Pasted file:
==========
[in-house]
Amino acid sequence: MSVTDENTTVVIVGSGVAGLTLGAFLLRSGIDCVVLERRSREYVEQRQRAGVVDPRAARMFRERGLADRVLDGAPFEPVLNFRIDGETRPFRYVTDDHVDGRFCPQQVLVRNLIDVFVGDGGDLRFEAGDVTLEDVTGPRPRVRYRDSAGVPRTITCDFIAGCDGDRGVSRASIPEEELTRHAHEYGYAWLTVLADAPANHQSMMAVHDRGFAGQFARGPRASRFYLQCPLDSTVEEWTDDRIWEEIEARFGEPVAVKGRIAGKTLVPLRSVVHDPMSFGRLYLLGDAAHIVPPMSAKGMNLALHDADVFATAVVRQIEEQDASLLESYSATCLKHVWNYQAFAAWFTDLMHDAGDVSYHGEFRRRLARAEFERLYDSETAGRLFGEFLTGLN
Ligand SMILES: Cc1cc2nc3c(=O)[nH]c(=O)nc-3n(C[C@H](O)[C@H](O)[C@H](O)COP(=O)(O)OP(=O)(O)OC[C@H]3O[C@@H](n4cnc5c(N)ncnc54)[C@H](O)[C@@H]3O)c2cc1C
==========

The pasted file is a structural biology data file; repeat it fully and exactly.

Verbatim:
[in-house]
Amino acid sequence: MSVTDENTTVVIVGSGVAGLTLGAFLLRSGIDCVVLERRSREYVEQRQRAGVVDPRAARMFRERGLADRVLDGAPFEPVLNFRIDGETRPFRYVTDDHVDGRFCPQQVLVRNLIDVFVGDGGDLRFEAGDVTLEDVTGPRPRVRYRDSAGVPRTITCDFIAGCDGDRGVSRASIPEEELTRHAHEYGYAWLTVLADAPANHQSMMAVHDRGFAGQFARGPRASRFYLQCPLDSTVEEWTDDRIWEEIEARFGEPVAVKGRIAGKTLVPLRSVVHDPMSFGRLYLLGDAAHIVPPMSAKGMNLALHDADVFATAVVRQIEEQDASLLESYSATCLKHVWNYQAFAAWFTDLMHDAGDVSYHGEFRRRLARAEFERLYDSETAGRLFGEFLTGLN
Ligand SMILES: Cc1cc2nc3c(=O)[nH]c(=O)nc-3n(C[C@H](O)[C@H](O)[C@H](O)COP(=O)(O)OP(=O)(O)OC[C@H]3O[C@@H](n4cnc5c(N)ncnc54)[C@H](O)[C@@H]3O)c2cc1C